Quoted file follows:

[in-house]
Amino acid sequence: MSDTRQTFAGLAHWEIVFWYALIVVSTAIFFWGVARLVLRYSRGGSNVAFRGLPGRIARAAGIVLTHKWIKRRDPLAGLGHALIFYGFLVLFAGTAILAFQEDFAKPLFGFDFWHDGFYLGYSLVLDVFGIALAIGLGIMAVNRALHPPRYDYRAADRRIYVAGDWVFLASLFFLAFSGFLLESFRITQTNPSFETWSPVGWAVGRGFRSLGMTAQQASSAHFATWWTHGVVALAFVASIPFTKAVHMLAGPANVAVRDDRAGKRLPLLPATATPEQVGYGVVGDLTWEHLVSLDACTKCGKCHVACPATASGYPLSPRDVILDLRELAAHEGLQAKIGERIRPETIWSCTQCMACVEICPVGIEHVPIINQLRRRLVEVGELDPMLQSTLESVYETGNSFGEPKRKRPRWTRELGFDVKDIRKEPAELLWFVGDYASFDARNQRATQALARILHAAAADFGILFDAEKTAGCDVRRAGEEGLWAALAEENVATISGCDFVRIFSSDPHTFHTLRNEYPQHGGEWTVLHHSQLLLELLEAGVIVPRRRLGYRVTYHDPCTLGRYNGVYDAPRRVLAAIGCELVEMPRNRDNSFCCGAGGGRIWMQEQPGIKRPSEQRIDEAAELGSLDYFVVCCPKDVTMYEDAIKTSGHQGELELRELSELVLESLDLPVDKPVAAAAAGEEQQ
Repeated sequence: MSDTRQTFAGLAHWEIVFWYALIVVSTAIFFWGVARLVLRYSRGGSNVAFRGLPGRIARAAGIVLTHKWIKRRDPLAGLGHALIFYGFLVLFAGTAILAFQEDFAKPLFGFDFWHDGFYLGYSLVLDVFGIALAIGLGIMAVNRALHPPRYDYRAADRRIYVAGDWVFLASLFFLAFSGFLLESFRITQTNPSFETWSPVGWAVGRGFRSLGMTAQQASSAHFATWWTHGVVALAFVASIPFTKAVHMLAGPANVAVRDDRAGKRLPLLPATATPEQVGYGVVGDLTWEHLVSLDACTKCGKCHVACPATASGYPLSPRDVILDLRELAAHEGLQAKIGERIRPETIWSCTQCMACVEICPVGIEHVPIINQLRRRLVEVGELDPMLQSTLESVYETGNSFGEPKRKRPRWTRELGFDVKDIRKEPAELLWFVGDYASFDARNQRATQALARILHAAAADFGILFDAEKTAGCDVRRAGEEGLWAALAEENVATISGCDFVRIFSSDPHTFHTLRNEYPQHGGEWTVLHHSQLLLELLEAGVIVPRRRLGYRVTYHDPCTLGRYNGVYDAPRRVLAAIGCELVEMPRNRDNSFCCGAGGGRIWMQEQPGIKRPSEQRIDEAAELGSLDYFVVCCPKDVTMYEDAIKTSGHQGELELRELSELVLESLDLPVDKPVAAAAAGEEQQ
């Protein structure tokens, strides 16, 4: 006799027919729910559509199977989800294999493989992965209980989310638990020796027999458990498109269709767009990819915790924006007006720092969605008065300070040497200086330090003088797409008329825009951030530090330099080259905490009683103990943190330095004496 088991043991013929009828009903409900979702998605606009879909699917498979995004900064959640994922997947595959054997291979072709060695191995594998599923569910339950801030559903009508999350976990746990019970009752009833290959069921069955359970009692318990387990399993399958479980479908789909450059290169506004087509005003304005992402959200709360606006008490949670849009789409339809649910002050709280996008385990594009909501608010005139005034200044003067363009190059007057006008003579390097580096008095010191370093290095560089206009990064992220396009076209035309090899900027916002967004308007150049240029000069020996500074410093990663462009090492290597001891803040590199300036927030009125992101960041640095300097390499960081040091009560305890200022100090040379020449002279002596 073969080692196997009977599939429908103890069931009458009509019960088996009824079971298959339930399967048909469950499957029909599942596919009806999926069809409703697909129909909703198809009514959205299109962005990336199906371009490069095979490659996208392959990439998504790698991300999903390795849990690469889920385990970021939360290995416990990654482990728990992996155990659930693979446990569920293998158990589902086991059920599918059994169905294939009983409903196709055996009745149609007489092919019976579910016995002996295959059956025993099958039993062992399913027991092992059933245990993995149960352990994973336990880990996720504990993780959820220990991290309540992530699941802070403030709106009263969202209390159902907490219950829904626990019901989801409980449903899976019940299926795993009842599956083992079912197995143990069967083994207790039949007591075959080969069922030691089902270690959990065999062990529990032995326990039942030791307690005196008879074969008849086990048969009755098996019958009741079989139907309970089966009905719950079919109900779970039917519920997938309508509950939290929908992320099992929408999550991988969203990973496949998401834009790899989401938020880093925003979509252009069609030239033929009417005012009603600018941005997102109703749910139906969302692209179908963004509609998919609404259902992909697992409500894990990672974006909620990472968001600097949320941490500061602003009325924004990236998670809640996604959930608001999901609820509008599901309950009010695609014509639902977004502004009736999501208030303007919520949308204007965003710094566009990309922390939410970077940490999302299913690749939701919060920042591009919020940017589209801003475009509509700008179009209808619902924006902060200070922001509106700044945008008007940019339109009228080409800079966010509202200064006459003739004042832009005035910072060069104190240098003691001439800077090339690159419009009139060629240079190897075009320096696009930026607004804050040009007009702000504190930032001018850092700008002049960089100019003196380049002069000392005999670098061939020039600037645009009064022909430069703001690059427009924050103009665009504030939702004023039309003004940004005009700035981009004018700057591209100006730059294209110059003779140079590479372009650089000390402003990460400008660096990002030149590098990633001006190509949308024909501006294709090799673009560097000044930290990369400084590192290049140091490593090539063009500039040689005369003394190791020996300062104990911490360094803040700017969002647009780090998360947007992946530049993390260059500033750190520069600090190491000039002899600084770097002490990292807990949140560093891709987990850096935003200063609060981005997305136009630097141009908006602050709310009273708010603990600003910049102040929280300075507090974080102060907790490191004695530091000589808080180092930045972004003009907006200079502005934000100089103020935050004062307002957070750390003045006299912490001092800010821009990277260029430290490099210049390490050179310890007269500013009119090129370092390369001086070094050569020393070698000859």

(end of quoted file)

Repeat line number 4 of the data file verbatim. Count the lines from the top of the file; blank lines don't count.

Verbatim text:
């Protein structure tokens, strides 16, 4: 006799027919729910559509199977989800294999493989992965209980989310638990020796027999458990498109269709767009990819915790924006007006720092969605008065300070040497200086330090003088797409008329825009951030530090330099080259905490009683103990943190330095004496 088991043991013929009828009903409900979702998605606009879909699917498979995004900064959640994922997947595959054997291979072709060695191995594998599923569910339950801030559903009508999350976990746990019970009752009833290959069921069955359970009692318990387990399993399958479980479908789909450059290169506004087509005003304005992402959200709360606006008490949670849009789409339809649910002050709280996008385990594009909501608010005139005034200044003067363009190059007057006008003579390097580096008095010191370093290095560089206009990064992220396009076209035309090899900027916002967004308007150049240029000069020996500074410093990663462009090492290597001891803040590199300036927030009125992101960041640095300097390499960081040091009560305890200022100090040379020449002279002596 073969080692196997009977599939429908103890069931009458009509019960088996009824079971298959339930399967048909469950499957029909599942596919009806999926069809409703697909129909909703198809009514959205299109962005990336199906371009490069095979490659996208392959990439998504790698991300999903390795849990690469889920385990970021939360290995416990990654482990728990992996155990659930693979446990569920293998158990589902086991059920599918059994169905294939009983409903196709055996009745149609007489092919019976579910016995002996295959059956025993099958039993062992399913027991092992059933245990993995149960352990994973336990880990996720504990993780959820220990991290309540992530699941802070403030709106009263969202209390159902907490219950829904626990019901989801409980449903899976019940299926795993009842599956083992079912197995143990069967083994207790039949007591075959080969069922030691089902270690959990065999062990529990032995326990039942030791307690005196008879074969008849086990048969009755098996019958009741079989139907309970089966009905719950079919109900779970039917519920997938309508509950939290929908992320099992929408999550991988969203990973496949998401834009790899989401938020880093925003979509252009069609030239033929009417005012009603600018941005997102109703749910139906969302692209179908963004509609998919609404259902992909697992409500894990990672974006909620990472968001600097949320941490500061602003009325924004990236998670809640996604959930608001999901609820509008599901309950009010695609014509639902977004502004009736999501208030303007919520949308204007965003710094566009990309922390939410970077940490999302299913690749939701919060920042591009919020940017589209801003475009509509700008179009209808619902924006902060200070922001509106700044945008008007940019339109009228080409800079966010509202200064006459003739004042832009005035910072060069104190240098003691001439800077090339690159419009009139060629240079190897075009320096696009930026607004804050040009007009702000504190930032001018850092700008002049960089100019003196380049002069000392005999670098061939020039600037645009009064022909430069703001690059427009924050103009665009504030939702004023039309003004940004005009700035981009004018700057591209100006730059294209110059003779140079590479372009650089000390402003990460400008660096990002030149590098990633001006190509949308024909501006294709090799673009560097000044930290990369400084590192290049140091490593090539063009500039040689005369003394190791020996300062104990911490360094803040700017969002647009780090998360947007992946530049993390260059500033750190520069600090190491000039002899600084770097002490990292807990949140560093891709987990850096935003200063609060981005997305136009630097141009908006602050709310009273708010603990600003910049102040929280300075507090974080102060907790490191004695530091000589808080180092930045972004003009907006200079502005934000100089103020935050004062307002957070750390003045006299912490001092800010821009990277260029430290490099210049390490050179310890007269500013009119090129370092390369001086070094050569020393070698000859």